Tabell’s Market Letter – August 04, 1972

Tabell’s Market Letter – August 04, 1972

Tabell's Market Letter - August 04, 1972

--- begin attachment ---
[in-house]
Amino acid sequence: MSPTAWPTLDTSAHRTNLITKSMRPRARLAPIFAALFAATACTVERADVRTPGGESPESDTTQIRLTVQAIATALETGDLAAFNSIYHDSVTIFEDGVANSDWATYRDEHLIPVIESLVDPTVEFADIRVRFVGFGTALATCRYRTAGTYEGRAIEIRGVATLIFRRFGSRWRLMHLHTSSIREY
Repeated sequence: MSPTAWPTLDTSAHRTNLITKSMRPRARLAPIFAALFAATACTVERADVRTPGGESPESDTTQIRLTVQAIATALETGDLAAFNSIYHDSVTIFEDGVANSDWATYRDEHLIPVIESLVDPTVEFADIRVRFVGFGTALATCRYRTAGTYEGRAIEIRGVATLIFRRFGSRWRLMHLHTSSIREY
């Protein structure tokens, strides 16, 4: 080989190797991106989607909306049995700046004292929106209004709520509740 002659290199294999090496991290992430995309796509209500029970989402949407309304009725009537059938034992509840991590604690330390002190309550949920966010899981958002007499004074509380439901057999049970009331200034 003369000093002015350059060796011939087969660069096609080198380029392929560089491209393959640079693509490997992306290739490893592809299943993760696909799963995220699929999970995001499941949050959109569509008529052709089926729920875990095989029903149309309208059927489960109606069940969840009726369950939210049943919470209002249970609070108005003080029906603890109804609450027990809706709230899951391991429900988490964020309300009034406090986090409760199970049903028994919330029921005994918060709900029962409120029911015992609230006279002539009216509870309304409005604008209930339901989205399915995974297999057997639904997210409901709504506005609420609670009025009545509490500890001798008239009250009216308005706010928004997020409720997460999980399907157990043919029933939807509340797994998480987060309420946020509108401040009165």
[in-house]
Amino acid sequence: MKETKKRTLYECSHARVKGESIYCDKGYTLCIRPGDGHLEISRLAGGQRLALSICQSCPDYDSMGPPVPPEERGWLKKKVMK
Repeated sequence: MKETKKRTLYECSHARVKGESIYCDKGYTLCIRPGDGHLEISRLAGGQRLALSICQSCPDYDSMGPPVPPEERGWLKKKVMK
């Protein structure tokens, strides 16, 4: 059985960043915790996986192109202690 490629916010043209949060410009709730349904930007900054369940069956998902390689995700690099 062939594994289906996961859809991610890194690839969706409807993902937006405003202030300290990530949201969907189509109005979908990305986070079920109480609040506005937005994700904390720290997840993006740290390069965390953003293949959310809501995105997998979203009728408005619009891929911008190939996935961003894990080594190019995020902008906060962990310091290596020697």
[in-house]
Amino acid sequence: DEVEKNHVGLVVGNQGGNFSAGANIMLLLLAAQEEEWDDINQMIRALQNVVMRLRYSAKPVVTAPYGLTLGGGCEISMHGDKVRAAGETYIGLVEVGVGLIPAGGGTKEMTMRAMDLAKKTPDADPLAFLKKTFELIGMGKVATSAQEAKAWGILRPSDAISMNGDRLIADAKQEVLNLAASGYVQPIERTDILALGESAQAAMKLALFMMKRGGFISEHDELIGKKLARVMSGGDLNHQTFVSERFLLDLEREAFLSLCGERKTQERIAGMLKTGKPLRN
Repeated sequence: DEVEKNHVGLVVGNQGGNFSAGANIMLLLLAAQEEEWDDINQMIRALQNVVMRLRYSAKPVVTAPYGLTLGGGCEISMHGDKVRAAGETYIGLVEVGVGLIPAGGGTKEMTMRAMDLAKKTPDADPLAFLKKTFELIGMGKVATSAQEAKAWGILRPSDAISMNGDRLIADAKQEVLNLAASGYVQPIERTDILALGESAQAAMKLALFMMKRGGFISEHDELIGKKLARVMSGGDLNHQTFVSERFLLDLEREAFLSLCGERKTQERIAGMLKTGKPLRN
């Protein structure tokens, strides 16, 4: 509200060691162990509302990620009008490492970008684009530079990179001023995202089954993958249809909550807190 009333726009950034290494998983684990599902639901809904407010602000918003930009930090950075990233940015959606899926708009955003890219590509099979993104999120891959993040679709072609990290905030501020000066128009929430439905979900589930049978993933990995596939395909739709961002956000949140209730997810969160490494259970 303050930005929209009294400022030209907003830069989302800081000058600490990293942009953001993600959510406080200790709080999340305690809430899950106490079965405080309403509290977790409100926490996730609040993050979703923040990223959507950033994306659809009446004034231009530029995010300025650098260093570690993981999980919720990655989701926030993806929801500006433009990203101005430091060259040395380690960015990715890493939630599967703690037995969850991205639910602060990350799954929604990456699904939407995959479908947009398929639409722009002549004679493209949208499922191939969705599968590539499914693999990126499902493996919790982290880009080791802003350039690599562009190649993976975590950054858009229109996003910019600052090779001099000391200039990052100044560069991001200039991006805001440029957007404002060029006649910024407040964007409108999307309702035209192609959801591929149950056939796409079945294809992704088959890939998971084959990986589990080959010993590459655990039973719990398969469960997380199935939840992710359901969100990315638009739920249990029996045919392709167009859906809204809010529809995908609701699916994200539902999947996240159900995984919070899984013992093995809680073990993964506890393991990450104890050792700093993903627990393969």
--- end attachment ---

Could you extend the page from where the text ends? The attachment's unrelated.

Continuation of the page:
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!— I I I I, TABELL'S MARKET I LETTER I.- – – – 909 STATE ROAD. PRINCETON, NEW JERSEY 08540 DIVISION OF MEMBER NEW YOAI( STOCK EXCHANGe. INC. MEMBER AMERICAN STOCK EXCHANGE August 4, 1972 As of noon today the stock market still continued its refusal to confirm a short-term uptrend by moving through the 950 level on the Dow. If such a penetration were to take place, a short-term upside objece-' tiJloLBO,995 would.be,indicated ,.whereas,a,iailure to move throughthis..level-wouldsuggestca'con- ' tinuatin of the intermediate term downswing from the April-May highs. A fortnight ago we devoted this space to a general discussion of the relationship between earnings and stock prices, suggesting that a forecast of the former was only a partial step on the road to fore- casting the latter. We would like to expand on this subject a bit further by trying concretely to relate a forecast for the Dow-Jones Industrial Average to its earnings prospects for 1972 and beyond. To begin with, it is well to keep our eye on the ball. The name of the game is to forecast prices, for it is prices that produce capital gains and losses. A price can be viewed as the product of two factors, first, earnings and, second, the multiple which the stock market is willing to apply to those earnings. The financial community spends a great deal of time and effort, by and large successfully, forecasting the former and relatively little effort trying to forecast the equally important second half of the equation — the multiple at which earnings will sell. The present instance can be cited as a specIfic example. For the 12 months ended June 30,1972 (est;.. mating the last quarter) the Dow-Jones Industrial Average earned 58.57. Our own estimate calls for earnings to continue to increase throughout 1972, and we are currently looking for earnings of 64.50 for the 12 months ended December 31, which figure will constitute a newall-time record and a substantial advance from the recession-low figure of 51.02, for the year ended December, 1970. Further improve- ment, although probably not at as great a rate, is likely for 1973. So much for the first half of the equation. What about the second — the multiple It is of more than passing importance. Assuming our earnings forecast to be correct, were the multiple to remain unchanged from the figure of 15.9 which obtained at the end of June, the Dow in December will be 1025, a worth- I–t–.w. hHe-btrt-uns-pectactllaratlvanC-erom—CurrenFlevelS7tiowever, quUea.Uferent- multiPles ate parr of th''''e'''''''-'''-''''- – record of the most recent past. At the high for the 1967-1968 bull market, for example, the Dow sold for 17.6 times earnings and, were this multiple to be achieved again, it could sell as high as 1135 at the end of the year. More recently, at the 1970 low, it sold for as little as 12.8 times earnings, and this multiple would produce a price of 825, better than 100 pOints below today's figure. If we broaden our historical perspective somewhat, an even wider range of valuation appears possible. The record high pie for the Dow of 24.2, achieved in the third quarter of 1961, would produce a price of 1560. Conversely, a return to the multiples of the early fifties would have the Dow around 525. Clearly, any forecast pretending to be worth anything must give some hard thought to forecasting pie ratios as well as to forecasting earnings. Luckily, in this area, there is some historical precedent to guide us. One of the most important prin- ciples is that changes in the multiple tend to be in the opposite direction from changes in earnings. For example, in the 169 quarters since 1929, earnings have increased 107 times. In 72 of those 107 cases, the multiple has moved downward. The converse is true in periods of dec lin i n g ear n i n g s. 62 quarters since 1929 have shown a quarter-to-quarter earnings drop and, in 46 of those 62 cases, the multiple rose. Even more interesting is the fact that exceptions to the rule tend to occur around earnings turmng- pOints. A perfect example is the recovery from the recent recession. In the first three months of 1971, Dow earnings increased by 2, but a jump in the multiple from 16.4 to 17.3 produced a healthy 8 ad- vance in stock prices. As earnings continued to advance through 1971 and 1972, the multiple almost stead- ily decreased quarter-to-quarter, with the result that, while earnings for June, 1972 had advanced 12, the Dow was ahead by only 3. In other words, the clear-cut probabilitY,is that heprice earmngs. ratio for tlfe Dow will be lower'a-t the end of the year Ulan itis-today. – 0 This projection is reinforced by a look at the historical pattern since 1961. Since that time, the mul- tiple applied to equity earnings has been decreasing steadily, with each successive peak lower than the previous one and each successive bottom recording a new low. Thus, the 1970 low multiple of 12.8 con- stituted a 13-year nadir, and the recovery from that figure failed to equal the high reached in 1967 before it began turning downward again. Thus, on a purely statistical basis, it would not be unusual to see multiples move below their 1970 low figure some time in 1973 or 1974. We have outlined In the past our reasons for thinking that the multiple trend since 1961 is not a tran- sient one or a random phenomenon. It constitutes one of the reasons for continued skepticism regarding the likelihood of substantially higher pnces, despite a highly optimistic near-term economIC outlook. Dow-Jones Industrials (1200 p.m.) 947.92 S&P (1200 p.m.) 110.13 AWTmn ANTHONY W. TABELL DELAFIELD, HARVEY, TABELL No statement or expreulon of op,Ion or any other matter herem contained IS, or IS 10 be deemed to be, directly or indirectly, an oHer or ihe soliCitation of an offer io buy or sell ony secl,lfIty referred to or mentioned The mailer IS presented merely for the COnvel'lence of the subscriber While we believe the sources of our informa- tion to be reliable we In no way represent or guarantee the accuracy thereof nor of the statements mude herein Any action to be taken by the slIbscnber should be based on hiS own 'inveStigation and information Janney Montgomery Scolt, Inc, os 0 corporation, and Its officers or employees, may now hove, or moy later toke, POSitions or trades In respect to ony seCUrities menlloned In thts or any future Issue, and such position moy be different from ony views now or hereafter e)'pressedhln Ihl5 or any other luue Janney Montgomery Scoll, Inc, which IS reglslered With the SEC os on Investment adVisor, may give odvlce to Its Investment adVisory and 01 el customers Independently of ony statements made In tha or In ony other ISsue Further mformohon on any sea.mty mentioned herein IS avalloble on request